People and Oceans

Managing marine areas for human well-being
Giselle Samonte (Conservation International), Leah Bunce Karrer (Conservation International) and Michael Orbach (Duke University)

People and Oceans examines the role of people in MMAs, including the human well-being benefits and challenges of MMAs, and how socioeconomic conditions affect success.

DOWNLOAD: People and Oceans (PDF - 11.5 MB)

Preferred citation: Samonte G, Karrer L, Orbach M. 2010. People and Oceans. Science and Knowledge Division, Conservation International, Arlington, Virginia, USA.


Marine Management Area Science Program
Each Marine Management Area Science (MMAS) study generates three types of products. Work plans clarify the research agenda, peer-reviewed articles ensure the results are valid and Science-to-Action products feed the scientific findings into decision-making. See all Science-to-Action Products.

This booklet demonstrates an awakening within the conservation community that the human relationship with coastal and ocean environments must be evaluated in cultural, social, and economic – as well as ecological – dimensions. The major insights from this booklet include:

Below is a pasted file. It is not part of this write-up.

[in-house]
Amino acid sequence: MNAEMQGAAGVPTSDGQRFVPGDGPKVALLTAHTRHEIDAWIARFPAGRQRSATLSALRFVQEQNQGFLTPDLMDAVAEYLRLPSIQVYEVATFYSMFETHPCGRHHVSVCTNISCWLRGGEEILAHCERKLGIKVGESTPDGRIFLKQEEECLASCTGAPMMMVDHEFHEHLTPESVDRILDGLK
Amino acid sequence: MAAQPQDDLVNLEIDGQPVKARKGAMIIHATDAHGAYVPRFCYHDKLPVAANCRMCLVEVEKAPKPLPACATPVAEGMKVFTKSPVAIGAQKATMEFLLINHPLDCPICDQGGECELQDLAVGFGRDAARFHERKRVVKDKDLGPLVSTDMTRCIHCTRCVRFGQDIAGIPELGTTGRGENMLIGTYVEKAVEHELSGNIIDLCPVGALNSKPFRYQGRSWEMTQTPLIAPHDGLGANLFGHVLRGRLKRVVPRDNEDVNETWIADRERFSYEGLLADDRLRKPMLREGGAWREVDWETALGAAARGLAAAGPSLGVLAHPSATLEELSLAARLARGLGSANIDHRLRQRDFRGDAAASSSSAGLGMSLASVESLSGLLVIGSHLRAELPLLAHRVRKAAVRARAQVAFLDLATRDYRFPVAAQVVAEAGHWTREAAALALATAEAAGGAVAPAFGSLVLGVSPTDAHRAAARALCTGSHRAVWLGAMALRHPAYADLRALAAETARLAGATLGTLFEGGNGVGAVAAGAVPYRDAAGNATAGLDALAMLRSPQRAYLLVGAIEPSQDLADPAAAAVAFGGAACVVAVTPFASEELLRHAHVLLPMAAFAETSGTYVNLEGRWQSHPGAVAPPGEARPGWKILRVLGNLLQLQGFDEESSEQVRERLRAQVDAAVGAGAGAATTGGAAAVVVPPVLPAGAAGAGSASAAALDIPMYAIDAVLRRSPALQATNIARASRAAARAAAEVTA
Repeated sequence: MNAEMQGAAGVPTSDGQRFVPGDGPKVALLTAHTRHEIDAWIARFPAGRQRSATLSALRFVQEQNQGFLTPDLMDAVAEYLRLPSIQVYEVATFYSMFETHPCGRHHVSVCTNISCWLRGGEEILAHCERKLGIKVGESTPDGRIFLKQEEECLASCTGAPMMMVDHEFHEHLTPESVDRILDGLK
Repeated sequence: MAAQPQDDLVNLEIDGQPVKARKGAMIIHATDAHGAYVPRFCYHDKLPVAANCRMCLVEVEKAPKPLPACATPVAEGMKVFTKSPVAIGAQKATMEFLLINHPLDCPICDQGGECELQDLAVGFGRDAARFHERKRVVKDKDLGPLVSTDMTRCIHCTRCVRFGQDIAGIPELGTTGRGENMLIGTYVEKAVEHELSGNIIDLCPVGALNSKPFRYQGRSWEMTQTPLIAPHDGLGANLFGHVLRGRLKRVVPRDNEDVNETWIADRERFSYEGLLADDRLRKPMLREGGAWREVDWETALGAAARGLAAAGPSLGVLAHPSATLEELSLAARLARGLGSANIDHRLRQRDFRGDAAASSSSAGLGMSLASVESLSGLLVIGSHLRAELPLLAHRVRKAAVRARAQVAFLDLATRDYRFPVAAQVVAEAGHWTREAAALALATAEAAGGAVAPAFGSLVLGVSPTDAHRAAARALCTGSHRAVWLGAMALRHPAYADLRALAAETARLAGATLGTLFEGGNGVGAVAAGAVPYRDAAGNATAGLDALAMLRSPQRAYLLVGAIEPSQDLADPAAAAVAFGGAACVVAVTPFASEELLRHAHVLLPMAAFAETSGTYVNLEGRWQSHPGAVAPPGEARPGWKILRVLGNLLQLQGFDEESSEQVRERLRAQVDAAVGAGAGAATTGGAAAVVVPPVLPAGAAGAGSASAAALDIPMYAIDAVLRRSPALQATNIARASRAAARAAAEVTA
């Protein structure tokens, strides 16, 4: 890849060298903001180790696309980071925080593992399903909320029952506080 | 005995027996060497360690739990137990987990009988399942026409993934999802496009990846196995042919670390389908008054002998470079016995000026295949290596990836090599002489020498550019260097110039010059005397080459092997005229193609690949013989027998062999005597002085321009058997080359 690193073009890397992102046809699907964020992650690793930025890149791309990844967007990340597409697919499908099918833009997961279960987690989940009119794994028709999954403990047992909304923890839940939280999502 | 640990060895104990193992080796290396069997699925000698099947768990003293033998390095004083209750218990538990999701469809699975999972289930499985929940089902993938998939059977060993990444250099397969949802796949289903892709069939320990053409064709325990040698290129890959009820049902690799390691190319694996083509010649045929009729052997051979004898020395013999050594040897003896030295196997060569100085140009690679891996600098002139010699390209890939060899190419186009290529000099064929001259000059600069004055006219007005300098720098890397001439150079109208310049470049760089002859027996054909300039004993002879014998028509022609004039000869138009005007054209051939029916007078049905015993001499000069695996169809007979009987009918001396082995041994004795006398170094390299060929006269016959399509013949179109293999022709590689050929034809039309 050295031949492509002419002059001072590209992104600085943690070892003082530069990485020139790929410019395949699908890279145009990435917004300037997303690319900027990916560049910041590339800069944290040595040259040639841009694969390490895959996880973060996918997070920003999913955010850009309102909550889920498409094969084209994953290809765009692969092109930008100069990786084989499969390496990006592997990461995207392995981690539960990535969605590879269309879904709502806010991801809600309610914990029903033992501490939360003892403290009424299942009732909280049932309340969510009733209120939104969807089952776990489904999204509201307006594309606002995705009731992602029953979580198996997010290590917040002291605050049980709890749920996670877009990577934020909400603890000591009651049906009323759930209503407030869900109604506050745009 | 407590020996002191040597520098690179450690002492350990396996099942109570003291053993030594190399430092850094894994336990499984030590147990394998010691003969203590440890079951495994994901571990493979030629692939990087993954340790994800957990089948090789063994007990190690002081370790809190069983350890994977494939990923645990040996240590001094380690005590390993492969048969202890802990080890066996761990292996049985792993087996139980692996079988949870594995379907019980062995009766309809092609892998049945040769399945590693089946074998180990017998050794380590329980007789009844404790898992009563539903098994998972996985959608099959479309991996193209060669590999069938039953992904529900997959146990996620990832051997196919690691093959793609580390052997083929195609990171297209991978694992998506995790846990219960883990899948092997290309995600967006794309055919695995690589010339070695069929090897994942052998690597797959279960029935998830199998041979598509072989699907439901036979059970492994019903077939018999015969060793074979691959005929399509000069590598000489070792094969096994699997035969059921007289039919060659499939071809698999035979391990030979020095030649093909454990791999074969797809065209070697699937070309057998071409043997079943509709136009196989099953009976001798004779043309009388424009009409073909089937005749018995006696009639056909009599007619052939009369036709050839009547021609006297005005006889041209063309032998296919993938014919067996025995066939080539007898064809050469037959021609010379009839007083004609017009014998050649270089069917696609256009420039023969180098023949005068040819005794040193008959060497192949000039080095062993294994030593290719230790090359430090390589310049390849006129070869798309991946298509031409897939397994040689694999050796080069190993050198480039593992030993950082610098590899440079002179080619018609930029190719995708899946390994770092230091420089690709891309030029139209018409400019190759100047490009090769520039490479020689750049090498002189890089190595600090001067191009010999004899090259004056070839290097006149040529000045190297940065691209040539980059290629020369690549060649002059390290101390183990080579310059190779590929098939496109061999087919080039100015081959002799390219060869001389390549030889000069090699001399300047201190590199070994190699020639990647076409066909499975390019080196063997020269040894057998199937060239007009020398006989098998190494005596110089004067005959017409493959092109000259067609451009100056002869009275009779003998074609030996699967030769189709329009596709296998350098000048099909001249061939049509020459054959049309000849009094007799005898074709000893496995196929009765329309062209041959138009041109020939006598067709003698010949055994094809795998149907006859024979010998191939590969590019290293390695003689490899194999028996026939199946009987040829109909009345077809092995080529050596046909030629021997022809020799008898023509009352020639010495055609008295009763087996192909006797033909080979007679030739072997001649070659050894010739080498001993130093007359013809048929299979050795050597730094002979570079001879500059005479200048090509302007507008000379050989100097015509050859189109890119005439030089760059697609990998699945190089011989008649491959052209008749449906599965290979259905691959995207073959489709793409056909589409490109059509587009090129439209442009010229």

• People depend on oceans for food security, recreational opportunities, shoreline protection, climate regulation, and other ecosystem services.
  • Marine resources have tremendous economic value that far exceeds current investments in marine governance, and visitors often are willing to pay far more than existing user fees.
  • MMAs improve human well-being by diversifying livelihoods, enhancing incomes, and improving environmental awareness. They also pose challenges, including loss of access to fishing grounds, inequitable distribution of benefits, dependence on project assistance, and unmet expectations.
  • MMAs are influenced by socioeconomic and governance conditions, including benefits exceeding costs, shared benefits, improved livelihood options, strong community participation, accountable management style, supportive local government, enabling legislation, enforced rules, empowerment and capacity building, strong persistent leadership, and involved external agents.
  • Effective MMAs require strong enforcement, including both soft measures (i.e., education, partnerships) and hard measures (i.e., detection, interception, prosecution, and sanctions).
  • Approaches such as buyouts, conservation agreements, and alternative livelihoods provide positive incentives for altering human behavior.

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